3. We recommend everyone living in the home knows where the main water shut off valve is located. Most people don't understand that a flood situation can be just as serious as having a fire at your home. Likely places for the shut off valve to be located are running against exterior walls where water service enters a home through the foundation. 
Remember, if you do need help, call Plumbing 911 today - We're There When You Need Us!

Thursday, February 5, 2015

What Water Leakage Around the Boiler Means

Running a boiler can require more maintenance and diligence than some other home heating options. Older boilers develop problems which can sometimes be quite complicated, and depending up the different types of boiler, a water leak which would cause concern in one type of hot water system can be very little to worry about in another. If you find a lot of water around the base of your boiler when you examine it, there may be a number of causes, some serious, some very easy to fix.

Boiler Pressure Issues

All boilers are fitted with a special pressure outlet pipe. This looks like a small pipe connection point in the side of your boiler, but with no fittings, and this outlet will occasionally drip water. People sometimes worry that this excess piece of pipe has developed a leak, and actually cap it off, but this is completely the wrong thing to do. The purpose of this device is to allow pressure inside the boiler to escape. Without this outlet pipe, your boiler could explode or collapse. If you find water directly below the boiler on a daily basis, this may suggest that you need to reduce the pressure inside the tank. Check the pressure gauge on the side of the tank to make sure that this is the problem.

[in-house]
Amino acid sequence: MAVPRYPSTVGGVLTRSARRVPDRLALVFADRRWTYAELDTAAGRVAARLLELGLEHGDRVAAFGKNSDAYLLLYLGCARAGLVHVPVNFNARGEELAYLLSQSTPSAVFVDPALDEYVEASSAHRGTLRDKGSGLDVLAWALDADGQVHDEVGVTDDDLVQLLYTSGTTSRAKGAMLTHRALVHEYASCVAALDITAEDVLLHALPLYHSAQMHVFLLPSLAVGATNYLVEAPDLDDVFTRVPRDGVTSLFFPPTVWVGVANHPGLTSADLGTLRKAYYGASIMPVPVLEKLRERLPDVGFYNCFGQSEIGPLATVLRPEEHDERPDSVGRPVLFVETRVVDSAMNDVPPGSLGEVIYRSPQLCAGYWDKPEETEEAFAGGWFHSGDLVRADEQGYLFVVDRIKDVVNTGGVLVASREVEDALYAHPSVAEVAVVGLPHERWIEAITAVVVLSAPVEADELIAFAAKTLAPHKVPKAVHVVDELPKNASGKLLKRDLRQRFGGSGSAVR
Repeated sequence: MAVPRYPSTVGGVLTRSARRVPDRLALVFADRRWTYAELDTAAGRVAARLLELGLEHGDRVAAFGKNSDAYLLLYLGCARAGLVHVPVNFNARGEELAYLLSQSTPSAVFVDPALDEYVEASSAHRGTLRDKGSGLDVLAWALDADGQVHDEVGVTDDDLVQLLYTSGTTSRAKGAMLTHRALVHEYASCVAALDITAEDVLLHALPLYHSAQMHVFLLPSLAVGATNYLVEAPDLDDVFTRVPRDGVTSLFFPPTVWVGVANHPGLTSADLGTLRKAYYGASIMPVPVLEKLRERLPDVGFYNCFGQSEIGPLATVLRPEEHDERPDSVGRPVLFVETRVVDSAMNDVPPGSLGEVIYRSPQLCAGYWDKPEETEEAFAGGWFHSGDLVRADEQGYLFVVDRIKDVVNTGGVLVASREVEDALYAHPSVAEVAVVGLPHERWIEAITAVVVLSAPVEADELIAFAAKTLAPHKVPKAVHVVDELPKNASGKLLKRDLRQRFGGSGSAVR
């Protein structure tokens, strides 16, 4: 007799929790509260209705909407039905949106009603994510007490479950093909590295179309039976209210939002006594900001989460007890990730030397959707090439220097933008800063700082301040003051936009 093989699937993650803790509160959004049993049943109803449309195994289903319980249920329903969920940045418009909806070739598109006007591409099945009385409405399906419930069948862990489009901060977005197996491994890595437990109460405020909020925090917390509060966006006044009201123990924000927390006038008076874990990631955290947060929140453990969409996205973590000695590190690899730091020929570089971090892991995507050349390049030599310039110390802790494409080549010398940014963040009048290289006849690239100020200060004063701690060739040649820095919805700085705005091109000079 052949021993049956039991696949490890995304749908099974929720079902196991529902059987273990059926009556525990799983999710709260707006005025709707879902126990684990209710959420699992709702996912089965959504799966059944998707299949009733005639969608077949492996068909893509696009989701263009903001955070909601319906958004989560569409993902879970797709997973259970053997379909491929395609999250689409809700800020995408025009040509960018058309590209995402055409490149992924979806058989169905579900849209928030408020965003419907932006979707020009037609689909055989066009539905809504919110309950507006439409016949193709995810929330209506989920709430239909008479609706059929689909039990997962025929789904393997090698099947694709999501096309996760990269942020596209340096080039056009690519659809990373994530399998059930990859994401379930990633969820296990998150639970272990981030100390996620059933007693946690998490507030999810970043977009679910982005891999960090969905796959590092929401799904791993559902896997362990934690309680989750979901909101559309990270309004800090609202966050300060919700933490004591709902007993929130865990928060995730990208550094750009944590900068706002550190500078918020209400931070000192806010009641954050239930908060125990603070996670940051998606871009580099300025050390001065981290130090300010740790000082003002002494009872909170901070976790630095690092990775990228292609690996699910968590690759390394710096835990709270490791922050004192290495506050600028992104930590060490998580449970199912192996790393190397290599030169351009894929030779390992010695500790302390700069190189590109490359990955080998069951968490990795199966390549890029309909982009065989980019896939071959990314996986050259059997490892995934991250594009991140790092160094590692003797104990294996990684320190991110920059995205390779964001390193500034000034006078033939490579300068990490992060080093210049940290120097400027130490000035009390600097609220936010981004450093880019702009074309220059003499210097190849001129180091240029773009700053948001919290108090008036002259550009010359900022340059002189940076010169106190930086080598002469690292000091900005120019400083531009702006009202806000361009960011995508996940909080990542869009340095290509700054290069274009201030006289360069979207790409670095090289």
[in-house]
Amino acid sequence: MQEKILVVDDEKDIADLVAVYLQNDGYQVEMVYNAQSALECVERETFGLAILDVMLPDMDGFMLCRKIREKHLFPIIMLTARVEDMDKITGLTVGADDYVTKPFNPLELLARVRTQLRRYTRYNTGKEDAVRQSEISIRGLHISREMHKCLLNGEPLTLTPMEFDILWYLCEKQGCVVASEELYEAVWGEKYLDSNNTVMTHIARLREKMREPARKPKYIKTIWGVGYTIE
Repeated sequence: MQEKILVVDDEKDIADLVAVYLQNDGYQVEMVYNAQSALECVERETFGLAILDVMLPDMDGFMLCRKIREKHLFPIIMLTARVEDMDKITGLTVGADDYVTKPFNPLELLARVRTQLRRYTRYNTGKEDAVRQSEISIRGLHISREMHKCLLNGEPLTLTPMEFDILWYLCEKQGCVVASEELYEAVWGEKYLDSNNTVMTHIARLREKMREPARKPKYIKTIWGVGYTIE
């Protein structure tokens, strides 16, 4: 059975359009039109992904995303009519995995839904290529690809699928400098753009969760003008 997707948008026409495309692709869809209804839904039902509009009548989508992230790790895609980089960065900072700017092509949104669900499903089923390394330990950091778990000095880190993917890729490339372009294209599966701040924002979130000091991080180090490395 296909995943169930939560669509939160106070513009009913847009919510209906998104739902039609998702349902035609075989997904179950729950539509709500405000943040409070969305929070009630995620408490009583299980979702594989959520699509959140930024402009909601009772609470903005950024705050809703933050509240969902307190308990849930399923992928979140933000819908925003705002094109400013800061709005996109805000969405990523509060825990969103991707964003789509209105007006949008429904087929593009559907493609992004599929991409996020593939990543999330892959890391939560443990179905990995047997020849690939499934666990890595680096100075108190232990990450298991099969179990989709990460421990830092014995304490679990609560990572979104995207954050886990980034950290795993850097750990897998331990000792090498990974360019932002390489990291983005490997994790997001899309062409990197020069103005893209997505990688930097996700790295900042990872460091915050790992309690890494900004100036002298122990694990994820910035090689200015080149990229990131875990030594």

Damage to the Boiler Seals

Another cause of water leaks around the boiler can be damage to the boiler seals. This can allow water to escape, and the boiler pump may also be pushing water out through the seals. If this is the case, then it is a good idea to replace both seals and pump in order to correct the problem. Examine the sides and bottom of the tank to see if water is actually leaking from the seal.

Cracks in the Body

As your boiler ages, the metal may develop stress fatigues and damage. Repeated warming and cooling will expand and contract the metal pieces, much like they do on an airplane, and this will eventually lead to a failure such as a crack or split. A crack in one of these sections is a serious problem, and the repair can be expensive. If your boiler is old, consider replacing it with a completely new one, rather than repairing a section of a boiler that might need to be scrapped in a year or two.

Loose Joints

A problem which is easier to fix is a loose connection. This can often cause a leak around the boiler during hot and cold contraction and expansion, so you should check all the fittings of the boiler and all the pipes and tubes which go into and out of the boiler. While you are checking this, look at the blowdown valve, and ensure that this is not loose or damaged. This can cause quite a pool of water to build up.
If you still cannot find a cause for your water leak, then you should call your boiler supplier. Arrange for one of their engineers to come and examine your hot water system.

Plumbing 911 Can Help - Free Boiler Inspection

If you have reason to believe that you are having issues with your Boiler system, we have experts that can help. Give us a call for a free inspection on your Boiler system by one of our Boiler professionals.